Edwin Valero A Fearless Champion Pathetic Addict and Cowardly Assassin

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Edwin Valero A Fearless Champion Pathetic Addict and Cowardly Assassin

Venezuelan boxer Edwin Valero, a former world champion and considered the second best lightweight fighter in the world by The Ring magazine, killed himself in a jail cell after confessing that he killed his wife.

The career of the 28-year-old Valero (27-0, 19 KOs) was on fast ascendancy and there was talk of a possible confrontation with the best “pound for pound” boxer in the world Manny Pacquiao. 

It all came to a shocking halt Sunday morning at 1:30 am in a jail cell in Victoria, Venezuela. That is the time Venezuelan authorities discovered Valero committed suicide by hanging himself using his own clothes. 

The story of Valero is one of admiration, disgust, and sadness, all at once. 

 

On the Ring Glory 

“El Inca” Valero was a widely admired boxer renowned for his aggressive always moving forward style and for his terrific punching power. He was not one to stand around and counterpunch, he looked for opportunities, made things happened, usually won by knockout and went down in history as one of only a handful of undefeated champions. 

He was relentless and beyond his punching power he also had great defensive movements that made him hard to hit. That rare combination of punching and defense put him a the cusp of global fame and fortune. 

 

Off the Ring Shame 

Off the ring it was the complete opposite. “Dynamite” Valero was a “ticking bomb.” His drug and alcohol addiction and short temper repeatedly got him into trouble. 

Just last month (March 25), Valero was charged with harassing his wife and threatening medical personnel who treated her in his native town of Merida, Venezuela. Police arrested Valero following an argument with a doctor and nurse at the hospital, where his wife was being treated for a series of injuries, including a punctured lung and broken ribs. 

Venezuelan authorities said that Valero was detained on suspicion of assaulting his wife, but his wife told a police officer her injuries were due to a fall from a ladder. When the boxer arrived moments later, he forbade his wife from speaking to the police officer, and spoke threateningly to the officer.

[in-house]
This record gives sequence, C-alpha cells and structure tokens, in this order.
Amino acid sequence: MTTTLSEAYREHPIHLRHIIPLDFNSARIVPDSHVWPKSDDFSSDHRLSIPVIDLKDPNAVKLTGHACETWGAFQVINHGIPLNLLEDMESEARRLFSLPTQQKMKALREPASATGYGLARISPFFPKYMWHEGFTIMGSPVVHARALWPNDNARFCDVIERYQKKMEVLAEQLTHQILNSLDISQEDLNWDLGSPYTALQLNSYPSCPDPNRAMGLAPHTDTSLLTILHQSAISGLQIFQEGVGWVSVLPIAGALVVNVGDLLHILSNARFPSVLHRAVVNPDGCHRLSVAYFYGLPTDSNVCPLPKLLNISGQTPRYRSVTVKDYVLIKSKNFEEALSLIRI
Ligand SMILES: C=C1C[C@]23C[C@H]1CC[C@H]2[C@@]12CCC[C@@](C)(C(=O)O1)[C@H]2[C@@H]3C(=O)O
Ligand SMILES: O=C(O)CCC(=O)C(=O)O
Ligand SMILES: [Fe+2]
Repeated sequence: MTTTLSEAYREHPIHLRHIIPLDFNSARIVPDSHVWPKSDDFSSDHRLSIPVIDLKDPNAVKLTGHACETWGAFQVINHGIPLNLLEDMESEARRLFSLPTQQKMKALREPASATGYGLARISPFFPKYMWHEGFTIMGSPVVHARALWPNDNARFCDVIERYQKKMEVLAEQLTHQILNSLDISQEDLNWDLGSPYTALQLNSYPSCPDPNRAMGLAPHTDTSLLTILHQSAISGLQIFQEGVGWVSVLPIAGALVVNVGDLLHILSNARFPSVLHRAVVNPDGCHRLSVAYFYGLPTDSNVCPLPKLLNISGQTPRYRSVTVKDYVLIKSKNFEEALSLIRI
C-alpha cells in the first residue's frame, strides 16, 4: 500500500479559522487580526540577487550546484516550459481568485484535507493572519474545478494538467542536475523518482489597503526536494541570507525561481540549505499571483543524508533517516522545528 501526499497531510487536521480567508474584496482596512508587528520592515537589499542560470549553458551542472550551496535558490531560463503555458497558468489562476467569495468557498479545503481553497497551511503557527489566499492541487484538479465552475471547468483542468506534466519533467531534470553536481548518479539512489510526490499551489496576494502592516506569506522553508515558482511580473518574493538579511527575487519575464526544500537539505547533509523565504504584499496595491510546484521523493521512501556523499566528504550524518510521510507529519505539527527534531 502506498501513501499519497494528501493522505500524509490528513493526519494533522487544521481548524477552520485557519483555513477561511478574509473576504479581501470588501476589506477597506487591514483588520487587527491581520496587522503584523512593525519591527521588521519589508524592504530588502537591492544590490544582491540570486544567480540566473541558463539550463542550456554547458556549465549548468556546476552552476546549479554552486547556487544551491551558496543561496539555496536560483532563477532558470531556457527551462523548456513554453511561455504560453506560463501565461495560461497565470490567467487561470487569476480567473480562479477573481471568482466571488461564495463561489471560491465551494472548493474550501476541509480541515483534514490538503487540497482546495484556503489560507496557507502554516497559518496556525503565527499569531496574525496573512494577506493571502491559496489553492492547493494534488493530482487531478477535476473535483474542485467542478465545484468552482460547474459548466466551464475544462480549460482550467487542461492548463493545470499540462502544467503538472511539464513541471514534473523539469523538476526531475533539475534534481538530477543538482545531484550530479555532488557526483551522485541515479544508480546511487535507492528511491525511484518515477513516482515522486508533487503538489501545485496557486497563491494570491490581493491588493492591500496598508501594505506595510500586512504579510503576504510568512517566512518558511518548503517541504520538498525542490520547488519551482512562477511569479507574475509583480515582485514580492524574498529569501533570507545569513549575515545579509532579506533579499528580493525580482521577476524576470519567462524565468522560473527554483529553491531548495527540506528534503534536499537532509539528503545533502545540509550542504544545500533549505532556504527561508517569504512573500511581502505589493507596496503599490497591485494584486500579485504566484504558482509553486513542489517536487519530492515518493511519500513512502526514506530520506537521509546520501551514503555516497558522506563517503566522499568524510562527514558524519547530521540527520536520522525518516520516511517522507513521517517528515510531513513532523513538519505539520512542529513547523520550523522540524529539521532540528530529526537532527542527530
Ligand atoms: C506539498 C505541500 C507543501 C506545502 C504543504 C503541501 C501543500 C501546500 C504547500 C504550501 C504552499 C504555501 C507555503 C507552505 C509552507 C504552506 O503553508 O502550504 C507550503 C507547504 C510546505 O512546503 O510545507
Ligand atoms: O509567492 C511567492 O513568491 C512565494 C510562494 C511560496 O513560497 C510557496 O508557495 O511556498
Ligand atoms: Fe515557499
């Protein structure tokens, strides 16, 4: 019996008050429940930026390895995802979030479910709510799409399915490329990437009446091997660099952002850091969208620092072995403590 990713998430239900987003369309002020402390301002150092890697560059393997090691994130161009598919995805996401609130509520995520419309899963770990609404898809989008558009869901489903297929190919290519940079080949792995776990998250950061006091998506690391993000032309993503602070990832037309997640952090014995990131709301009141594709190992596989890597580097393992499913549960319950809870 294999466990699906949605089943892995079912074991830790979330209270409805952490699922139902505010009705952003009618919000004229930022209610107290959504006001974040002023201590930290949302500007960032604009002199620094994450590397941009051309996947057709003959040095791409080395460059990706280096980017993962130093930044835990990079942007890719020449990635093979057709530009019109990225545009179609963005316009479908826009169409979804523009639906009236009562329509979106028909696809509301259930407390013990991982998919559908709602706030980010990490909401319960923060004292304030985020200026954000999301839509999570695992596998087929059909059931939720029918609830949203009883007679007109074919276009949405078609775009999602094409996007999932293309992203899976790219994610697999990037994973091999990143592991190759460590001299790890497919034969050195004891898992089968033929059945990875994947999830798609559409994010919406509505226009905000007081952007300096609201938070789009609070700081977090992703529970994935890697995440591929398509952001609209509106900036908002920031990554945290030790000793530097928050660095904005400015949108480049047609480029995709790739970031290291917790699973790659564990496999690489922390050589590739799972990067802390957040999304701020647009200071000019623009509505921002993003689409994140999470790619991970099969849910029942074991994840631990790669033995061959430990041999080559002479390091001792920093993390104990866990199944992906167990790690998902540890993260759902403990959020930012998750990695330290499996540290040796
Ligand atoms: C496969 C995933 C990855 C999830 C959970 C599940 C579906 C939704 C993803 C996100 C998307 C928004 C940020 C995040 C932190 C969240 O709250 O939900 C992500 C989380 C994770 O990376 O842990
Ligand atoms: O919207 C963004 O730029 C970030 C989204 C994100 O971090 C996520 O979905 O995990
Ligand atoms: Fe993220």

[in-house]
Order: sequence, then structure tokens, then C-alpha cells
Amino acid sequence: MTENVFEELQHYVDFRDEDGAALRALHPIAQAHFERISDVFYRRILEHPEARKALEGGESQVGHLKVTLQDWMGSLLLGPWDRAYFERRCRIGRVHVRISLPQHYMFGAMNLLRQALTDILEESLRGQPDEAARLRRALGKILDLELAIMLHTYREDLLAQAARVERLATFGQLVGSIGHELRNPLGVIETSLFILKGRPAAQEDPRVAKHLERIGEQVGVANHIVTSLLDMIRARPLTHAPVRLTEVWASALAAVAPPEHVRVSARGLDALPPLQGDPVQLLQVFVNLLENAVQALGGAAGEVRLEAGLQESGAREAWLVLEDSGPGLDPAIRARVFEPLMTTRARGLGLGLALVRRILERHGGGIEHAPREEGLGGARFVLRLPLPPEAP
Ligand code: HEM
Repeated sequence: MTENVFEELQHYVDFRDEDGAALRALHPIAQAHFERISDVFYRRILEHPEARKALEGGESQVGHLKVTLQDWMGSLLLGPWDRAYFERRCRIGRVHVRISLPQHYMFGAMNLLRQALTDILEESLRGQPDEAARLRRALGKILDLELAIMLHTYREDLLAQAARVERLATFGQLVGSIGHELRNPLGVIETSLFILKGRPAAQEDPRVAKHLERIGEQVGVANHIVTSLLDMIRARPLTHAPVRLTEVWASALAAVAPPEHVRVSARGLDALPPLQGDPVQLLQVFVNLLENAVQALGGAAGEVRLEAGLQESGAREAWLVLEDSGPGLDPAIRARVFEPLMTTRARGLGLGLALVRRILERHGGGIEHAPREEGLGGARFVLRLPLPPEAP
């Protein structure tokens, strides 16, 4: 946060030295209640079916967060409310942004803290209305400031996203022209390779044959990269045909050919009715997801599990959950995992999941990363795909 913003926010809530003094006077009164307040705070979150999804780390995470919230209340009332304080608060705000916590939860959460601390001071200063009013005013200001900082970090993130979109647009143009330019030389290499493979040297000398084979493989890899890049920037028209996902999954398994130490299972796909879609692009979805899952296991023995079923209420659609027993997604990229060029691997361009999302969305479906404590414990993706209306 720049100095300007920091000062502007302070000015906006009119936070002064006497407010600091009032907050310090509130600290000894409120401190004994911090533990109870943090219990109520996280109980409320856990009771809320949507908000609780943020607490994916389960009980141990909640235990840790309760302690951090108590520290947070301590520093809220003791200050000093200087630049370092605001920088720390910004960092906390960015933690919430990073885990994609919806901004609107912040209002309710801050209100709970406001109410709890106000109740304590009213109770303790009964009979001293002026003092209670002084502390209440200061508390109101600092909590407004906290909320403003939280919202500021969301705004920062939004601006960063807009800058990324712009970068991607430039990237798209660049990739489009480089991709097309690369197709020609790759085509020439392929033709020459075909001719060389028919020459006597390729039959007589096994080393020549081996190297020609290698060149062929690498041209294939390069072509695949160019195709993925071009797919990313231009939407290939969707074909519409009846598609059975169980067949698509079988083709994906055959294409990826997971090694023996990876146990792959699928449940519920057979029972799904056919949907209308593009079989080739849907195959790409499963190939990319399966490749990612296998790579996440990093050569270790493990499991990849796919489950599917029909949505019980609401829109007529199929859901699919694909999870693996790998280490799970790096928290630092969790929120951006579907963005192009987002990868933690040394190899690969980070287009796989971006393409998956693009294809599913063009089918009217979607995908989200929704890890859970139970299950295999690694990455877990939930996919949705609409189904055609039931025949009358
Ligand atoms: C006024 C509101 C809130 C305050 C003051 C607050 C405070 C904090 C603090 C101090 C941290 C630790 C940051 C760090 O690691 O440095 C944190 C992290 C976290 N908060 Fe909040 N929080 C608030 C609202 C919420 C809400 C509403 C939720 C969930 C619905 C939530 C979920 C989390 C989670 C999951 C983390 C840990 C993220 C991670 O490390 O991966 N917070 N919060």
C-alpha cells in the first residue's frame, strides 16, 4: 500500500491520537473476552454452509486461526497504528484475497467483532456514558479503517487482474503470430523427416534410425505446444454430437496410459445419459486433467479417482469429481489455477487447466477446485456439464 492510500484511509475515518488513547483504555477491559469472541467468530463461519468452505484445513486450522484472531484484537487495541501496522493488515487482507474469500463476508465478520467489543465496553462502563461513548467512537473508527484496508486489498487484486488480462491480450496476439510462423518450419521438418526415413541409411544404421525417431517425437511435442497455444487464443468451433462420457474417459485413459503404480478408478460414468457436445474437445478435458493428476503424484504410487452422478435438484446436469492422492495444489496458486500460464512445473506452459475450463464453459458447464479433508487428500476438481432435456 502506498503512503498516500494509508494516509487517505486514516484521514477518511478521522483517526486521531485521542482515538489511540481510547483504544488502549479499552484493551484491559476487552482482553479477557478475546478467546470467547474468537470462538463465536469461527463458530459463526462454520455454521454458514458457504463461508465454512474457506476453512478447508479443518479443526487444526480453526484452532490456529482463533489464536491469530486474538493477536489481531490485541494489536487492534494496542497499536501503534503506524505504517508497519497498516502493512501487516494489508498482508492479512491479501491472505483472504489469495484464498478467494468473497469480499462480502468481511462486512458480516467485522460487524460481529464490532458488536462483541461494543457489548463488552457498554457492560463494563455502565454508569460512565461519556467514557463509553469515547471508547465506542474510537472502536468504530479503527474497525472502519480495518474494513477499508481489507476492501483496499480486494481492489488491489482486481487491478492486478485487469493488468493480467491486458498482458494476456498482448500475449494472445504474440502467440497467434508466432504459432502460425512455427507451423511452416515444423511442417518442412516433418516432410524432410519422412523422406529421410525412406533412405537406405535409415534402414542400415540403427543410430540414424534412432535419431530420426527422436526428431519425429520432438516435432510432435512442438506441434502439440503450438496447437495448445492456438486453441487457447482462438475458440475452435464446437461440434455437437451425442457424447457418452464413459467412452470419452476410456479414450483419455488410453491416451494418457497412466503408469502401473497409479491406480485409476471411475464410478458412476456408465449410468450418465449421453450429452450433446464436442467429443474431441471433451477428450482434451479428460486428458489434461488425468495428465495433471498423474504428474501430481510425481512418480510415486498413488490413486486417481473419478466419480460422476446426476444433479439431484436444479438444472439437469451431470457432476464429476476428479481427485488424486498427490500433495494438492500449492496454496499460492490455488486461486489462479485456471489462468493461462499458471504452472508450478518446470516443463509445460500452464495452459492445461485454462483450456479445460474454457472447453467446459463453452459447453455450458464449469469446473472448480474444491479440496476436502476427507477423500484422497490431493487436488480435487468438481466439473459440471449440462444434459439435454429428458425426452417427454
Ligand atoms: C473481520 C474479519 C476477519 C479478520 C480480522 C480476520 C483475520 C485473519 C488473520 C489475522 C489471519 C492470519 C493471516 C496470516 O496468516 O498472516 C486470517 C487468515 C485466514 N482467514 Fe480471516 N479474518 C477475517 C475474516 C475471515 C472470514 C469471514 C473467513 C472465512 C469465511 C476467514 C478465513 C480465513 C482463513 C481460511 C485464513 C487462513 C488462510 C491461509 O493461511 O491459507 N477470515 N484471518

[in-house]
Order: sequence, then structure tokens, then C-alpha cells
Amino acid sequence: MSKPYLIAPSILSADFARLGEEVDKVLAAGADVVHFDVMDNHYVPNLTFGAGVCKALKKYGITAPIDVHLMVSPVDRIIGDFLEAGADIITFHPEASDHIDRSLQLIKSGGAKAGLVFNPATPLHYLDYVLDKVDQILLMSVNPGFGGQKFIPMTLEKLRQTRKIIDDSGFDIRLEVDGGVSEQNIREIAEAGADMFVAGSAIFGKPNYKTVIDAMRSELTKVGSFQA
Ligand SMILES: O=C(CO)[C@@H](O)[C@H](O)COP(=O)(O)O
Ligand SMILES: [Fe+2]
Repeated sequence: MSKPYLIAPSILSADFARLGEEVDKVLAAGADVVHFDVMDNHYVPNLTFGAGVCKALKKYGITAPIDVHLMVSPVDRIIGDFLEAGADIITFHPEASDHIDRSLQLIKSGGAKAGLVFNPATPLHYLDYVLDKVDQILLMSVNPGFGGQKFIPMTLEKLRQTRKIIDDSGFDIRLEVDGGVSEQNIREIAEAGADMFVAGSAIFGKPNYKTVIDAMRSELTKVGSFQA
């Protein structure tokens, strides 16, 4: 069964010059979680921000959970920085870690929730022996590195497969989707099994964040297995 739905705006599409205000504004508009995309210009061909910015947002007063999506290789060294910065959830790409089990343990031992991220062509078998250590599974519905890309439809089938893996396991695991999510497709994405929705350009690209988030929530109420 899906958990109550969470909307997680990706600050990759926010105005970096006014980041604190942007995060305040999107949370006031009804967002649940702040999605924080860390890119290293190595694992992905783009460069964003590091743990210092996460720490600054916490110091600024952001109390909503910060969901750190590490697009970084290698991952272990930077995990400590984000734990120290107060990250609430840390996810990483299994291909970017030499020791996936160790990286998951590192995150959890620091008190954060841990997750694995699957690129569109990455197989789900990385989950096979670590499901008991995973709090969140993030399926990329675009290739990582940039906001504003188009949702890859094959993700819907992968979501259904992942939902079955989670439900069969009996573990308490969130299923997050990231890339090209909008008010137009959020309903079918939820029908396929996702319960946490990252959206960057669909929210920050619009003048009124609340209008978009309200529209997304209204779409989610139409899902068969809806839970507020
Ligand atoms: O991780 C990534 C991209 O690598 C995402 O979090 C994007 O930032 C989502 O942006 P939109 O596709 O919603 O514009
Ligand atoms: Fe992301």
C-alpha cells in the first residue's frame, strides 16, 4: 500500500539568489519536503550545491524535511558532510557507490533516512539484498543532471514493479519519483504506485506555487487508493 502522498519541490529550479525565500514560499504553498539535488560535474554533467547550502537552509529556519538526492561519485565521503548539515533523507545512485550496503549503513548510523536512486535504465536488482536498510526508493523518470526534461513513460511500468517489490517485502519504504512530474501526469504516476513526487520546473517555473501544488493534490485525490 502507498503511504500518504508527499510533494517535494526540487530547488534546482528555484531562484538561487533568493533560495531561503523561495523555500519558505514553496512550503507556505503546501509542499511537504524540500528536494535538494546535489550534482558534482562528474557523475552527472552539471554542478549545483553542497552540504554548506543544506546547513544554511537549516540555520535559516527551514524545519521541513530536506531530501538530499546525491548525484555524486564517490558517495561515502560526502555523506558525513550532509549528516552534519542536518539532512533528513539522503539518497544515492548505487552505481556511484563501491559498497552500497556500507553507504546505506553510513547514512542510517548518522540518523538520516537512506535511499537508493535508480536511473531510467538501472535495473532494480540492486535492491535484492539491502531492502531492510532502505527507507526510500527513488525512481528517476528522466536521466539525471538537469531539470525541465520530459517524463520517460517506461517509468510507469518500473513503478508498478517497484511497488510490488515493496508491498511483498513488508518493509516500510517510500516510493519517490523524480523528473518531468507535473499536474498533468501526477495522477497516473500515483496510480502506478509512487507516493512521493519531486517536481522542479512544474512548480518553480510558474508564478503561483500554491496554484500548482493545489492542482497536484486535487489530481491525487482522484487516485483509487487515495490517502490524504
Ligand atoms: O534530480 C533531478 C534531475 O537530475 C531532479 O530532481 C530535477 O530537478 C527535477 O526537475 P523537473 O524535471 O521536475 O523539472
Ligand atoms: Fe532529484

A prosecutor had asked a court to order Valero jailed but that the judge instead placed him under a restraining order that barred him from going near his wife. The judicial order was repeatedly violated by Valero without consequences. 

 

Domestic Violence Against Mother and Wife 

His history of violence and unstable behavior traces back to September 2007, when Valero was accused of domestic violence by his mother and wife. Later, they both withdrew their charges. 

At that time, Valero appeared before the judge and declared himself an alcoholic and was sentenced to six months of rehabilitation in a psychiatric ward. A blood test detected traces of cocaine in his blood stream. 

 

Connections with the Chavez Regime 

Valero was a passionate “Chavista,” to the extent that he chose to place a huge tattoo with the image of President Hugo Chavez on his chest, along with the country's yellow, blue and red flag. 

There is strong suspicion that his good relationship with the Chavez regime was a crucial factor in his apparent preferential treatment from Venezuelan law enforcement authorities. Valero came from a poor family and did not have formal education beyond primary school. He identified with Chavez' populist politics and socialist agenda. 

 

Deaths and Two Orphans  

At the end of this gruesome boxing tale we find two young people dead and two young children left without his parents. 

It is a sad story of wasted sporting talent and tragic deaths. An undereducated, poorly managed, 28-year-old boxer who takes his life and the life of his 24-year-old wife and leaves behind a 7-year-old son and a 5-year-old daughter without their mom and dad. 

Drugs and alcohol are the co-protagonists in this unfortunate tale. These addictions were certainly powerful and a big factor leading to the regrettable occurrence.  

But ultimately, it comes down to each individual person, and, unlike many other boxers coming from dirt poor backgrounds and suffering from assorted addictions, Valero could not manage himself. He could not control his urges and paid the ultimate price taking along other unsuspecting victims. 

The final tally: A dead wife and mother, two orphans, and an ascending boxing career shockingly halted. 

Tragic, disgusting, and sad. 

 

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